This is the last pic -- the tree is the last recognizable thing left where my mom was raised. The yard was taken out years ago. I just barely remember the house and out buildings.

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Old 04-17-2007, 10:30 AM   #2
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nice place you got back there, and the bridge, looks like the bridge in the movie The Blob.

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Old 04-17-2007, 12:40 PM   #3
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Excellent Pics!

My wife wants me to take her to Hastings, which is west of you a few miles I believe. Her Momma's family started there but when her Gramma died the 7 kids were scattered to different families during the depression. My mother-in-law was shipped to Los Angeles. She missed the country life style & told all 12 of her kids about good ol' Nebraska while they grew up.

Sitting on my wife's nightstand is a picture of the little house her Momma was born in in Hastings. Now that our kids are grown & her Momma passed away its kind of a dream to see the town she heard so many stories about.

I'm guessing it looks similar to the pics you've posted. I'll have to show her when she gets some time.

Thanks.
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Old 04-17-2007, 12:55 PM   #4
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Thanks for this. I have never been east of Denver, and people look at me funny when I talk about a midwest tour.

Went to college and worked with some brothers from Crete. They were not particularly nostalgic for the place. They said if you're from Crete, you're a Cretin, and when you leave, you're an Excretion.

Is it possible for a stranger to follow the dirt roads without backtracking out of barnyards and annoying the heelers?
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Old 04-17-2007, 01:15 PM   #5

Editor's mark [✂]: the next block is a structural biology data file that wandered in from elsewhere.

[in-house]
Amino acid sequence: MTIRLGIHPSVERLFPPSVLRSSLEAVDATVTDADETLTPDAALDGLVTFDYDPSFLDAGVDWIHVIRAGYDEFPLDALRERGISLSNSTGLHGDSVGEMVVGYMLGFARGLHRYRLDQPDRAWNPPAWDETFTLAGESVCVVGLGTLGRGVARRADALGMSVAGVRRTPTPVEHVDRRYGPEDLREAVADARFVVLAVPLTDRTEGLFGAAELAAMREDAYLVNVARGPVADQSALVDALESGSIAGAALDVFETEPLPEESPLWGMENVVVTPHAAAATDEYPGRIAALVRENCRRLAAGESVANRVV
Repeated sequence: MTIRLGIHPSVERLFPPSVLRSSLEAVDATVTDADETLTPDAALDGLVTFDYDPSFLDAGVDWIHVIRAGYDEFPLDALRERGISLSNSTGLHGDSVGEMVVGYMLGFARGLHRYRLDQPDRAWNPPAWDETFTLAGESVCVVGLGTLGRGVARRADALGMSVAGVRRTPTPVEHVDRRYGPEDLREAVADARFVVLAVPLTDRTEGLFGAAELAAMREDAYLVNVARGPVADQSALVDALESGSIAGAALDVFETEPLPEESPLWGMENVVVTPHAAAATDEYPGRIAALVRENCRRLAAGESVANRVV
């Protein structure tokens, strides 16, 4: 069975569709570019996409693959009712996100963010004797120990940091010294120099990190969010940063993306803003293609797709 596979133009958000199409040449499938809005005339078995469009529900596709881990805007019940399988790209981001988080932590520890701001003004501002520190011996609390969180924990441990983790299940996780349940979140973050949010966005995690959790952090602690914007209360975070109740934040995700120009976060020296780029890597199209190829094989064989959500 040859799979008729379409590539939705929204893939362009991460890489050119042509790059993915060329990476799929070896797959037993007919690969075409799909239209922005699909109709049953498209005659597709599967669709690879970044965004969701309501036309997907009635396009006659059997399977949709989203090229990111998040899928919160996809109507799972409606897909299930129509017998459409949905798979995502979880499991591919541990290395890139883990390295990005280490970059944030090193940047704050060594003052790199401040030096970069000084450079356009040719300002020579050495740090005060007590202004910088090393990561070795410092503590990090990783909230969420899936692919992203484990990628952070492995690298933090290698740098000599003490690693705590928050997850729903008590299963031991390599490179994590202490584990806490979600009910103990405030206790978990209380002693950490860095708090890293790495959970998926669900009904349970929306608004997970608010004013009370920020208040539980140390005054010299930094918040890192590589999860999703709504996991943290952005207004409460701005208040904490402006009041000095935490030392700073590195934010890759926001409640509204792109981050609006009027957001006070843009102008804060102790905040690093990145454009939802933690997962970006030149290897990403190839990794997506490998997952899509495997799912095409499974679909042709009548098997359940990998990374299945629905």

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Roads like those are exactly why a GS is a great bike to have. I remember I'd ask the GPS to get me from point A to B, without avoiding dirt, and I'd find the neatest places.

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Old 04-17-2007, 01:20 PM   #6
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Quote:
Originally Posted by thegraydog
Thanks for this. I have never been east of Denver, and people look at me funny when I talk about a midwest tour.

Went to college and worked with some brothers from Crete. They were not particularly nostalgic for the place. They said if you're from Crete, you're a Cretin, and when you leave, you're an Excretion.

Is it possible for a stranger to follow the dirt roads without backtracking out of barnyards and annoying the heelers?
My wife and I are both Excretions!

Yeah, there are many, many miles of dirt roads that just either keep going, or turn to gravel at some point. Pretty much if there are no houses or farms on a given road, it was never graveled. Until someone builds a new house on a dirt road, it stays that way. More and more, at least nearer to Lincoln and Omaha, most of the roads are getting gravel now, probably as a safety issue.

The topo maps that are sold at like Barnes and Nobel generally denote the graveled vs. dirt or "unimproved" roads.
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Old 04-17-2007, 01:26 PM   #7
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Quote:
Originally Posted by Michaelfish
My wife wants me to take her to Hastings, which is west of you a few miles I believe. Her Momma's family started there but when her Gramma died the 7 kids were scattered to different families during the depression. My mother-in-law was shipped to Los Angeles. She missed the country life style & told all 12 of her kids about good ol' Nebraska while they grew up.

Sitting on my wife's nightstand is a picture of the little house her Momma was born in in Hastings. Now that our kids are grown & her Momma passed away its kind of a dream to see the town she heard so many stories about.

I'm guessing it looks similar to the pics you've posted. I'll have to show her when she gets some time.

Thanks.
I'm glad you liked the pics. Hastings is about 90 miles west of us. My wife went to college there (Hasting College). It's a nice place and very typical of central NE. If you come sometime, consider early spring for the annual Sandhills Crane migration. Hastings is right on the eastern edge of the central flyway, and sees a tremendous amount migratory waterfowl.